Doğan has been given a sentence of 2 years and 10 months by a Turkish court.
The Turkish-Kurdish painter and journalist Zehra Doğan has been sentenced to 2 years, nine months, and 22 days in prison for creating a painting which depicted the destruction caused by Turkish security forces in the Nusaybin district of Mardin province, a Kurdish region in Turkey.
According to Turkish daily Cumhuriyet, the Mardin Second High Criminal Court in Turkey handed down the sentence because she drew Turkish flags on buildings destroyed by Turkish forces. However, according to Artforum, the court expressed that Doğan’s sharing of the image of her work, featuring current military operations, was the cause for her prison sentence.
“I was given two years and 10 months [jail time] only because I painted Turkish flags on destroyed buildings. However, [the Turkish government] caused this. I only painted it,” Doğan posted in a now-deleted tweet as reported by online Turkish journalism and human rights platform Turkey Purge.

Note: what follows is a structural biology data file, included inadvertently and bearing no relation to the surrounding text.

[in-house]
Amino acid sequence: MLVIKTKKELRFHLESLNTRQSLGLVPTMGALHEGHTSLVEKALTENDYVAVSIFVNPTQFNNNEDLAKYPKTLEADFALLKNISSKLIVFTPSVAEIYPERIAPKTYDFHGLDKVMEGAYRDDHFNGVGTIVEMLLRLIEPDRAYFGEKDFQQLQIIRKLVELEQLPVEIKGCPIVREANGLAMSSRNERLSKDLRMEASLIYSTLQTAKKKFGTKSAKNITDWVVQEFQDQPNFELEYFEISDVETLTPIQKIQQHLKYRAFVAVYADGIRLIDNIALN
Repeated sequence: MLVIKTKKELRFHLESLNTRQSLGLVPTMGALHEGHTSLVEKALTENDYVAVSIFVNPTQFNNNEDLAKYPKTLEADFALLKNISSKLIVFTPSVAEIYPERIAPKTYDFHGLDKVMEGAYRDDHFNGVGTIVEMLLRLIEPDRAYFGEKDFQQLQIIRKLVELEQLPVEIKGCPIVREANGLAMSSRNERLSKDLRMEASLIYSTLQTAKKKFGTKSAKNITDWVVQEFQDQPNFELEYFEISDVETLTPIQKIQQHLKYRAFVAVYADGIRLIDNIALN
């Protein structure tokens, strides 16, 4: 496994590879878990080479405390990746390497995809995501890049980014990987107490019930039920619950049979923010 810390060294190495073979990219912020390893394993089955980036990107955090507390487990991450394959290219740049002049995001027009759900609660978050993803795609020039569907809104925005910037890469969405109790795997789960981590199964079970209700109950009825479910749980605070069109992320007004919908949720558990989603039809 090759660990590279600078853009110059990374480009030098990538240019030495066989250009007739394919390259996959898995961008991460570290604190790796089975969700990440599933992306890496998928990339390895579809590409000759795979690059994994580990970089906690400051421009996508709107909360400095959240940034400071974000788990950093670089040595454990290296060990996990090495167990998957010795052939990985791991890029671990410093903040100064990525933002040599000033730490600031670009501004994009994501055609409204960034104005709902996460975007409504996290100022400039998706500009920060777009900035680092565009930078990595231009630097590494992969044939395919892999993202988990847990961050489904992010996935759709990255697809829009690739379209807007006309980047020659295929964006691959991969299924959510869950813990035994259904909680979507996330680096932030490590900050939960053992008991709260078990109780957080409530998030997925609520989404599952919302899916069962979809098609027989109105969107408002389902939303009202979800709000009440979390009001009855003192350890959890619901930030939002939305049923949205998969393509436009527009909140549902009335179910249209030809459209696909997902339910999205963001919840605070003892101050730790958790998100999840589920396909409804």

According to the Art Newspaper, authorities arrested Doğan at a cafe late July, claiming that her artworks proved that she was connected to the Kurdistan Workers’ Party (PKK), which is considered a terrorist organization by the Turkish government.
“Art and paintings can never be used in such a way,” said Doğan’s lawyer, Asli Pasinli, according to Voice Project, an international organization committed to freedom of expression and creative activism. “This is an attack on art and artistic expression.”
After a two-year cease-fire between Turkish security forces and PKK militants ended, the former have been attempting to clear cities of the latter since July 2015.
According to Amnesty International’s report in December 2016, after violent crackdowns by Turkish authorities, about half a million people were forced from their homes over the past year—which may be considered collective punishment.
In a statement for Fairpress, Doğan said: “[The judge has] punished the wrong actor: Not the one who destroyed the town, […] not the one who shot the photo, but the one who painted the photo. They made this painting, not me.”